• The jigsaws are generally safe for use without causing excessive physical trauma while in use. On the other hand, circular saws have been known to cause serious injurious harm to careless users.
  • The design of the jigsaw is different from that of the circular saw. The jigsaw is long and with a thin blade that looks like a serrated knife, which cuts in an up and down motion. On the other hand, the circular saw is a compact circular tool with a circular blade that cuts through a circular motion.
  • In most cases, using a jigsaw requires you to clamp down your work-piece. However, there is often no need for you to clamp your work-piece down when the circular saw is in use.

What is a Circular saw?

Circular SawA circular saw is a compact power tool, which uses either an abrasive disc or a toothed circular blade to cut through various types of materials through a spinning rotary motion. Circular saws can be used to cut a wide range of materials, from wood to metal.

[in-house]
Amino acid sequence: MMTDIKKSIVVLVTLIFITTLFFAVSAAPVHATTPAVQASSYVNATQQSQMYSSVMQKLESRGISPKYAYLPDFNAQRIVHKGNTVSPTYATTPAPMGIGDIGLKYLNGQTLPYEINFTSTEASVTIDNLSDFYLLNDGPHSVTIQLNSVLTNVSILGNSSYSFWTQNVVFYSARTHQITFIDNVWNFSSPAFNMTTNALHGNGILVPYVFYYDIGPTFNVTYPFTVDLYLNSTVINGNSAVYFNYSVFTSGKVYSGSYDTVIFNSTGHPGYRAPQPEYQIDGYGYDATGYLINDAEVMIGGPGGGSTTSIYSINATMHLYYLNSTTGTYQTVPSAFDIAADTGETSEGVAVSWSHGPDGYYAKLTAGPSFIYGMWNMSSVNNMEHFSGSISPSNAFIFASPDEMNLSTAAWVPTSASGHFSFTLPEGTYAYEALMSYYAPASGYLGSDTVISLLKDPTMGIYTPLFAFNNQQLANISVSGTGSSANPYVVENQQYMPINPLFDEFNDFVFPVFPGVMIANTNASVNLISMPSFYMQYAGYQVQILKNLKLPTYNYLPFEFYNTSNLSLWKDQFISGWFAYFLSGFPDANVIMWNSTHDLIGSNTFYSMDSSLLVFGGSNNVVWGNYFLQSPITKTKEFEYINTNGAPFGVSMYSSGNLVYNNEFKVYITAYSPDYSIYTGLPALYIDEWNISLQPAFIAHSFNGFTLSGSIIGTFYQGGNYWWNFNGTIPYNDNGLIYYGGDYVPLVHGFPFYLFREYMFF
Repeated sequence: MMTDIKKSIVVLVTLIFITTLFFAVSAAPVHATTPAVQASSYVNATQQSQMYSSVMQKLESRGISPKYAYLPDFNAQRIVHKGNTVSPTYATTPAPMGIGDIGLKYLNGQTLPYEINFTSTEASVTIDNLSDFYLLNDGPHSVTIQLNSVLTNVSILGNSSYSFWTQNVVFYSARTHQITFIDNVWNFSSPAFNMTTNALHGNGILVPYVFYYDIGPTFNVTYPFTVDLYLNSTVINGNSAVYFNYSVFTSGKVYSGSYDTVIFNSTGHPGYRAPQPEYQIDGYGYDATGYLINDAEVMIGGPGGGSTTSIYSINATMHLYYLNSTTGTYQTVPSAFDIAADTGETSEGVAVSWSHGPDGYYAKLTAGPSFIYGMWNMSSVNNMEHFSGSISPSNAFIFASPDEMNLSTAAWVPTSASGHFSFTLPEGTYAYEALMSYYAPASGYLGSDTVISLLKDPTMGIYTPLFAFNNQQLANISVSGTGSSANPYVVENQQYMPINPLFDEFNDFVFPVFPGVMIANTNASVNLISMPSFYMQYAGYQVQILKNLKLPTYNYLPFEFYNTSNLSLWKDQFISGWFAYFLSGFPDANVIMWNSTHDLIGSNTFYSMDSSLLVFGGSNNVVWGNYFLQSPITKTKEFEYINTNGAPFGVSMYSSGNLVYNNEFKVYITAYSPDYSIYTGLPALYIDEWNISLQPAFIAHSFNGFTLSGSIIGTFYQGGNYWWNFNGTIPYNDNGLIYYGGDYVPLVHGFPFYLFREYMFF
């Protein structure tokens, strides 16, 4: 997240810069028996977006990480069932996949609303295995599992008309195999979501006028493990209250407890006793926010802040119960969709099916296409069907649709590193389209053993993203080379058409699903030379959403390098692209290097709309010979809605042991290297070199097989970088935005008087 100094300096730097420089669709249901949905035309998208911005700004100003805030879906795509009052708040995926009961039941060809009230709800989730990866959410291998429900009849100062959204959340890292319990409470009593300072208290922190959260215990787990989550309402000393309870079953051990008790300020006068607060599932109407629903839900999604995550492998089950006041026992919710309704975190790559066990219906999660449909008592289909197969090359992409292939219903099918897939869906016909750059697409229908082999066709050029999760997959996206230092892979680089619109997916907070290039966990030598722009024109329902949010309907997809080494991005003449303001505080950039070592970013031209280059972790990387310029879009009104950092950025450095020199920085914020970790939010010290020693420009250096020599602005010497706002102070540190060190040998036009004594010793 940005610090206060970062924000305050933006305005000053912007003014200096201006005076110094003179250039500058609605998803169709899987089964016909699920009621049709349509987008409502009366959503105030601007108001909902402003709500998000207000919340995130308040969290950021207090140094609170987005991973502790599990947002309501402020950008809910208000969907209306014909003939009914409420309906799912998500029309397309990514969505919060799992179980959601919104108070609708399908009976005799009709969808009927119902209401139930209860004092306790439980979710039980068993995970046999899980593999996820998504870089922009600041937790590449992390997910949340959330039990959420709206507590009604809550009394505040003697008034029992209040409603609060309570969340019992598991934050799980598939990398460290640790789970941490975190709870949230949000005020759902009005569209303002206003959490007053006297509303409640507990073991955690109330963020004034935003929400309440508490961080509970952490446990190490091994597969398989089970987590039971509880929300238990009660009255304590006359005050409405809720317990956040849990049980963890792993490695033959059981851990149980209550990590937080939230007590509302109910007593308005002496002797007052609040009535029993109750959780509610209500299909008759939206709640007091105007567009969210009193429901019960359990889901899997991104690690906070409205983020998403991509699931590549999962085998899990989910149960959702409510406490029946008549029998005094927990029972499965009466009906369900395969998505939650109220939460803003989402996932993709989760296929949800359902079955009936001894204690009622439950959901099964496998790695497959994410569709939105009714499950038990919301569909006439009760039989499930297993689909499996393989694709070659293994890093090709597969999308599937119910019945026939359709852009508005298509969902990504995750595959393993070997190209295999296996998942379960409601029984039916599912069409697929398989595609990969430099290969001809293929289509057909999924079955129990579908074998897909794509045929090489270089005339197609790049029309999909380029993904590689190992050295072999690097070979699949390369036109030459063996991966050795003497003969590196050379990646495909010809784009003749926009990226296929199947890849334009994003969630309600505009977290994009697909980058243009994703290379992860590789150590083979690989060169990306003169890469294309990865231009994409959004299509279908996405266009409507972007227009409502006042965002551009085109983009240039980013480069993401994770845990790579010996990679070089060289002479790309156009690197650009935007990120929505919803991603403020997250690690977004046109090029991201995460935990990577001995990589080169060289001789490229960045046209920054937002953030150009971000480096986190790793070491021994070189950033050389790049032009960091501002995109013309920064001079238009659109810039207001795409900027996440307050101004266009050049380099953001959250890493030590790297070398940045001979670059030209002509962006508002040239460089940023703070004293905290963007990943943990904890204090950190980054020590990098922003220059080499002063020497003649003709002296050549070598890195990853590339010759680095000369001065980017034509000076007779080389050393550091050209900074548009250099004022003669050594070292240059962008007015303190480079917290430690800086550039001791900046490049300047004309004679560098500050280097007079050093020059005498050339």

The blades of the circular saw are specifically made for cutting and in wood, they create both crosscuts or rip cuts. They also come with bevel adjustments as well as the adjustments for height and depth.

How is the Circular saw used?

While using a circular saw, it is important that you first have safety gear on you.

Find the blade, which suits the work you should do. Tightly fasten the blade using the arbor nut. The sole plate comes in handy to adjust the height and bevel. You can then plug the saw in, disengage the safety switch and press the trigger switch.

Pros of using the Circular Saw